CSIS Senior Fellow and energy über-analyst Sarah Ladislaw released a short policy paper last week, “A Post-Copenhagen Pathway.” (Our colleague Dan covered CSIS’s related event, “Post Copenhagen Outlook” with Jonathan Pershing, for the blog last week.)
She breaks down the basics of the Copenhagen agreement’s agreed-to measures into about three pages. Next she explores the institutional barriers to a global agreement through the UN, including this morsel:
…the inclusive role of the UN process, which is excellent for giving a voice to all sorts of causes and considerations that deserve recognition and global attention, only serve to exacerbate the differences between developed and developing countries and raise expectations for an agreement to such a large extent that the perfect really becomes the enemy of the good. The management of the UN process has to be responsive to all of these outside concerns and promote transparency and fairness in the process, which makes leading effective negotiations nearly impossible. All of these challenges would be surmountable if it was clear that the vast majority of countries were really willing to compromise and move forward. The Copenhagen meeting, however, indicates that this is not necessarily the case.
Later, she outlines three possible futures for the process set out for this cycle of climate change negotiations: “Brazil, India, China and South Africa… decide to hold-fast with the developing country block in the UN and insist negotiations continue to take place under the UN process as planned”; “Support for the UN process wanes and major emitters choose another venue for working together”; or “Fragmented multilateralism prevails.”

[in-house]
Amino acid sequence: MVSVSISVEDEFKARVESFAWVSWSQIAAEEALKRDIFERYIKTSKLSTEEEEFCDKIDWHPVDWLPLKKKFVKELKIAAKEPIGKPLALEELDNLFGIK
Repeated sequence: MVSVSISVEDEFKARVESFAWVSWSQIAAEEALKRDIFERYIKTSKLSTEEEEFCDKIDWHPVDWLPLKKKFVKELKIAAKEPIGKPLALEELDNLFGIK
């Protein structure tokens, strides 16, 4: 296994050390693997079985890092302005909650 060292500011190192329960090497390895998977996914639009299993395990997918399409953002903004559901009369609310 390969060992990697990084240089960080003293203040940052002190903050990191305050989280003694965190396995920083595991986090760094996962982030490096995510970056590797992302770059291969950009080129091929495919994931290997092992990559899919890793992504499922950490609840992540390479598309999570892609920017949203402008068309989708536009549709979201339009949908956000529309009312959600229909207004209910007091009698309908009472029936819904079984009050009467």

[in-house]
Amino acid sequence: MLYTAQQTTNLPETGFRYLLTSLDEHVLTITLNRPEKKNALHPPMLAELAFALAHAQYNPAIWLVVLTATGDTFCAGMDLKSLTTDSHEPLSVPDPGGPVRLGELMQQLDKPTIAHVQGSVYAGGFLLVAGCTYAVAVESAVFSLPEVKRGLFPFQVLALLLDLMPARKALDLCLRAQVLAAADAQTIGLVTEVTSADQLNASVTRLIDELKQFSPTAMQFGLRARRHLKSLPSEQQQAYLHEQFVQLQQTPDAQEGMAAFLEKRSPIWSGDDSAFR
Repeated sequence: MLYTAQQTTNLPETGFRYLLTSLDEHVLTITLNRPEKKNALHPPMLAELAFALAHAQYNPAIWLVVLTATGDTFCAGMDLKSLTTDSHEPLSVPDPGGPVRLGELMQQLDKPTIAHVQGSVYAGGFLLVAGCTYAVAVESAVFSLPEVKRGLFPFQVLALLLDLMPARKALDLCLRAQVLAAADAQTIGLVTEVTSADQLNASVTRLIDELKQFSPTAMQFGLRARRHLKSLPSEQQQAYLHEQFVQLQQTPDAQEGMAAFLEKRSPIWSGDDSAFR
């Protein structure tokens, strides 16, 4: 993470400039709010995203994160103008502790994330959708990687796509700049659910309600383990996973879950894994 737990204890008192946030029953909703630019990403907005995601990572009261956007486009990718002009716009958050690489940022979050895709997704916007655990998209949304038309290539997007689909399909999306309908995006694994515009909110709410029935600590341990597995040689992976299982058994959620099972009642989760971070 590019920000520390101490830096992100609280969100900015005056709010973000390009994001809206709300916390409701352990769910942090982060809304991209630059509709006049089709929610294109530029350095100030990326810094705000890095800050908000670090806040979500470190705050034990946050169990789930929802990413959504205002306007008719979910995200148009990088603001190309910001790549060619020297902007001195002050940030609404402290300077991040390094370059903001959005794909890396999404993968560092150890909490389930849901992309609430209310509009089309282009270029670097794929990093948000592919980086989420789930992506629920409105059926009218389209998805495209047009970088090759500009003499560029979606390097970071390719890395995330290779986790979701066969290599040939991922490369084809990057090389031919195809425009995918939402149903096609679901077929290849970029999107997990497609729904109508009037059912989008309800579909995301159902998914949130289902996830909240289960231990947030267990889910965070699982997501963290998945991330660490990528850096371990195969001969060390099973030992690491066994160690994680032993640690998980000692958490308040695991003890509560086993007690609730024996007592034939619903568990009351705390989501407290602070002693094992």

Ladislaw emphasizes that the United States is not about to completely give up on climate negotiations through the UN, but does a great job of explaining the utility of the Major Economies Forum (MEF) and G20 for the purposes of emissions reductions negotiations. One of the best parts of this paper is a great table on page 7 that charts G20 members, which are MEF members, and each country’s contribution to world greenhouse gas emissions, which gives you a clear picture of what possibilities might lie in those arenas.
The author also poses just the right question, and I’d dare to say just the right answer: “So which alternative forum is the right one? The most obvious answer is: the one in which the most major players are willing to negotiate” (italics mine). A toast to this pragmatic approach. I’m not an adherent to any single international relations approach, especially for confronting mega-challenges such as climate change. Results matter most. Ladislaw did the heavy lifting for us all on breaking down post-Copenhagen results and issues into 10 pages. Give it a read – you’ll be glad you did.